“He shall be examined touching his skill in the original tongues, and his trial to be made by reading the Hebrew and Greek Testaments, and rendering some portion of some into Latin; and if he be defective in them, enquiry shall be made more strictly after his other learning, and whether he hath skill in logick and philosophy.”
– Westminster divines in discussing ordination of elders.
It is interesting that when a candidate for ministry was found wanting in the Greek or Hebrew, an examination concerning his understanding of logic and philosophy was is brought up. Why would they do this?
I think a few brief answers can be given.
1. Concerning philosophy: Logic is important to understand because philosophies are logical outworking of a theology and ideas have consequences. Since it is the duty of ministers to defend the faith against error one of the best places to start is to study philosophy either secular or Christian. This way the minister will be better equipped to teach his congregation the Word of God and how it deals with error.
2. The Christian faith is a philosophy. Epistemology: Scripture alone. Ethics: The law of God. Metaphysics: God’s Providence. Logic: The wisdom of God. Since these things are basic to all Scriptural teaching, to become familiar with philosophy is just an extension of understanding the Bible properly.
3. The Scripture is generally perspicuous (that is, it is clear), but as the Westminster Confession of Faith states following the Apostle Peter (2Peter 3:16), “All things in Scripture is not plain and clear: yet those things which are necessary to be known, believed, and observed for salvation are so clearly propounded, and opened in some place of Scripture or other, that not only the learned, but the unlearned, in a due use of the ordinary means, may attain unto a sufficient understanding of them.”(1:7) What does this have to do with philosophy? At the base of philosophy is the idea of system. God’s Word is systematic in that it is internally consistent.
This leaves the theologian with interpreting Scripture in a manner that harmonizes with the rest of Scripture. This means that he must be very knowledgeable in the Scriptures in order that he might expound Scripture properly, interpreting less clear passages by the clearer passages. The theologian who starts with the notion that his thinking is correct because he “read it in the Bible” or has some obscure verse to “back” his idea is not being biblically faithful. Further, if he proceeds to set one Scripture at odds with another, this is the surest sign that he is unlearned in the Scripture or has a wicked heart.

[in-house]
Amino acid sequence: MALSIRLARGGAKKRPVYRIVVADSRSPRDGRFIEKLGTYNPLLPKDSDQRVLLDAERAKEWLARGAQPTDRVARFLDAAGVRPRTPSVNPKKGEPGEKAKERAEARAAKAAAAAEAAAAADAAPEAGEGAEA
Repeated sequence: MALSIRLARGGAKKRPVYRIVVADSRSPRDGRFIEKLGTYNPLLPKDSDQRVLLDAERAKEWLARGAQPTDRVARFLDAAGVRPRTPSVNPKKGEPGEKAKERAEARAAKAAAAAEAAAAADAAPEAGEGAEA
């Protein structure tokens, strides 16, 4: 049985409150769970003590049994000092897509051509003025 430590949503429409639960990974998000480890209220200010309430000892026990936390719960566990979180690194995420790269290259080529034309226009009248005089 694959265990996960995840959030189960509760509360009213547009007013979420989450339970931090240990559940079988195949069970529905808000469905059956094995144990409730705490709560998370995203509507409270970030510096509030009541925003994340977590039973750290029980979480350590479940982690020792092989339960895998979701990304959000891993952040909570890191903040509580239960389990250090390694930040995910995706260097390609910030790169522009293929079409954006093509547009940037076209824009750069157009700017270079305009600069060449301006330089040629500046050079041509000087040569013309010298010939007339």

In our time philosophy has become obscure. Few pastors talk about it. Few pastors have any acquaintance in it. Instead the emphasis has been on feelings or religious experience. The more pious (or not so pious) won’t talk about doctrines, dogmas or confessions. No, indeed! “Christianity is a relationship, not a religion” so they say. All the while intellectual Christianity is scorned or even given the title of “pharisaism” or “dead orthodoxy. We’re just to love people, not cram religion down their throat. No rules, no regulations. Nothing at all the discomforts us into having to exercise our mental faculties or to obey laws! But this is not Christianity (and orthodoxy is so rare now that one almost gets excited at the notion of any orthodoxy, even if its dead).
While the above speaks more of antinomianism and existentialism, professing Christians who speak of God’s Word are often speaking “God word is true and the only source of knowledge” out of one mouth while they view knowledge and understanding with the mind as “sinful”. This is certainly queer. Quite unlike this, Christ calls us to wisdom and knowledge and understanding.
“Turn you at my reproof: behold, I will pour out my spirit unto you, I will make known my words unto you. Because I have called, and ye refused; I have stretched out my hand, and no man regarded; But ye have set at nought all my counsel, and would none of my reproof: I also will laugh at your calamity; I will mock when your fear cometh; When your fear cometh as desolation, and your destruction cometh as a whirlwind; when distress and anguish cometh upon you. Then shall they call upon me, but I will not answer; they shall seek me early, but they shall not find me: For that they hated knowledge, and did not choose the fear of the LORD: They would none of my counsel: they despised all my reproof. Therefore shall they eat of the fruit of their own way, and be filled with their own devices. For the turning away of the simple shall slay them, and the prosperity of fools shall destroy them. But whoso hearkeneth unto me shall dwell safely, and shall be quiet from fear of evil.”
Can one even read Job, the Psalms and Proverbs and deny that Christianity is deeply concerned with understanding and knowledge? The mind of man is corrupt, yes. It is desperately wicked. This is the very reason we are to go to the Scripture for knowledge and understanding. But far from being a denial of man to understand things, it is that he can but rejects it. We are to understand, and understand aright. We do so by God’s gracious providence. We do so by God stirring our spirits to be in His Word. But all is intellectual. It is a strange and godless age that rejects the God of truth and kicks against that fact.
– Jesse Murch